22. How is Energy Lost in Ecosystems? Modern Biology Pages 368-369

  23. Modern Biology Pages 368-369 Food Chains • A single pathway of energy through the ecosystem. • 5% of sun’s energy is preserved in the producers. • Approximately 10% of energy is preserved in each transfer.

  24. Modern Biology Pages 368-369 Food Webs • Several food chains interlinked. • Better shows energy flow in an ecosystem.

  25. Modern Biology Pages 368-369 Why Do We Find Just a Few Hawks In An Ecosystem?

  26. Modern Biology Pages 365 What is a specie’s niche? • The niche • The way of life. • The role in the environment • Includes all interactions in ecosystem. • Generalist Vs specialist What factors might be included in the artic wolf’s niche? Key Words: generalists specialists

  27. Modern Biology • Pages 371-372 Ecology of Organisms • Niche Differences • A species niche can change over time. • Generalists have very broad niches • Specialists have very specific niches. Why is it an advantage for the adult to feed on a different food source than the larva?

  28. Ecology of Populations Day #4:Measuring Populations

  29. Modern Biology Pages 381-384 Properties of Populations • Population size • Determined by: • actual count • sampling How many populations are shown here?

  30. Modern Biology Pages 366-369 Properties of Populations • Population Density • Expressed as: • # of Individuals/area. Key Words: Population density Population dispersion How would low density effect the condor population?

  31. Modern Biology Pages 366-369 Properties of Populations • Population dispersion • Clumped • Uniform • Random • Depends viewing scale in many cases. Could redwood trees demonstrate all three dispersions in different conditions?

  32. Modern Biology Pages 383-389 Population Dynamics • Dynamics means changing over time. • Change is due to: • Birth rate. • Death (mortality) rate. • Immigration • Emmigration What industry (business) pays close attention to this type of data?

  33. Modern Biology Pages 383-389 Population Dynamics • Survivorship curves • Type I • Type II • Type III Is survivorship type related to number of offspring produced?

  34. Modern Biology Pages 383-389 Population Dynamics • Age structure What information can you get from this chart?

  35. Modern Biology Pages 383-389 Population Growth • Population growth rate is size change over time. • Growth can be negative or positive. • Depends on any of four factors • Birth rate • death rate • Emmigration & immigation What two events might have led to the rapid increase in human populations?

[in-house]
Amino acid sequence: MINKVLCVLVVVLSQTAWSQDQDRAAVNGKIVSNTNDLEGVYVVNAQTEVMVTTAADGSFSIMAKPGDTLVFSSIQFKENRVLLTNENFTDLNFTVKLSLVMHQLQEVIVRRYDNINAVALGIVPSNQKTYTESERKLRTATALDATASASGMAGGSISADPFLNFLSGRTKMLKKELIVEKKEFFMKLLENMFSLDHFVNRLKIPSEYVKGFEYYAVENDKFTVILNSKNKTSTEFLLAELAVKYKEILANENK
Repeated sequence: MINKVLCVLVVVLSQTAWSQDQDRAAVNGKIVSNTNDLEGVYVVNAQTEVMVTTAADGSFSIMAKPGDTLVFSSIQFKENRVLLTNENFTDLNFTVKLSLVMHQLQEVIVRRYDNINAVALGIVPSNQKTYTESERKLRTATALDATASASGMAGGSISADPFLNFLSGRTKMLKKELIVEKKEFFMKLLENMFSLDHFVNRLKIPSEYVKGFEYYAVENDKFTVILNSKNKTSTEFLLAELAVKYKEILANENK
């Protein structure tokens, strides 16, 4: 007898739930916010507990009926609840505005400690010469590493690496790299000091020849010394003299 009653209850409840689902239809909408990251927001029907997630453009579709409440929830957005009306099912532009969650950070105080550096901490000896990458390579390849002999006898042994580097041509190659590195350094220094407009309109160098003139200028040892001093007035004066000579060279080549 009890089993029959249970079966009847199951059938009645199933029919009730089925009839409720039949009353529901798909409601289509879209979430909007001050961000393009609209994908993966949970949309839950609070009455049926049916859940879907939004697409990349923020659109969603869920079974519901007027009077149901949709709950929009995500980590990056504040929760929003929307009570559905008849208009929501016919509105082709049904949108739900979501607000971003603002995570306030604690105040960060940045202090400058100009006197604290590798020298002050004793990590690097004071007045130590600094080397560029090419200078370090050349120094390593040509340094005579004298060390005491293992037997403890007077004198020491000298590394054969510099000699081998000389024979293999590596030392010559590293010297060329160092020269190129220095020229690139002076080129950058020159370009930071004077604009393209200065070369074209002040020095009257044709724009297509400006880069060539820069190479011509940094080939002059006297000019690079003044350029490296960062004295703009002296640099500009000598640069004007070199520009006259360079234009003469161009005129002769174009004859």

36. Modern Biology Pages 383-389 Exponential Growth Curve • Populations grow more rapidly as they increase in size. • “J” curve. • Demonstrates species biotic potential. • Unlimited resources. • Only occurs in rare cases. Can this growth curve occur for long periods of time? Why

  37. Modern Biology Pages 383-389 Logistic Growth Curve • Same as exponential for short time. • Growth slows and finally levels out. • Known as “S” curve. • Carrying capacity has been reached. What resource most likely causes this curve to flatten out?

  38. Comparison of Expoential and Logistic Growth Curves

  39. Ecology of Populations Day #5:Measuring Populations

  40. Modern Biology Pages 383-389 Factors that Limit Population Growth • Causes growth to be something less than biotic potential. • Referred to as limiting factors • Density dependent • Limits on resources. • Disease • Density independent • Weather • Fire Why so many rabbits in Australia?

  41. Modern Biology Pages 383-389 Factors that Limit Population Growth

  42. Modern Biology Pages 383-389 Dangers of Small Populations • Leads to: • Lack of genetic variation. • Inbreeding. • Lower birth rates. • Susceptible to extinction. Do zoos solve the problems of small populations?

  43. Modern Biology Pages 363-365 How is a fundamental niche different from a realized niche? • Fundamental niche • Full range of interactions in ecosystem. • All potential resources • Theoretical niche as if no other organisms present Why is the realized niche shown above smaller than the fundamental niche? Key Words: Fundamental niche Realized niche

  44. Modern Biology • Pages 371-372 Ecology of Organisms • Realized niche • All resources actually used. • Competition with other organisms limits fundamental niche. • Something less than the fundamental niche. Which species out competes the other species regarding niche?

  45. Why is there not a mixture of the two species in the overlap area?

  46. What strategies help the finches to survive?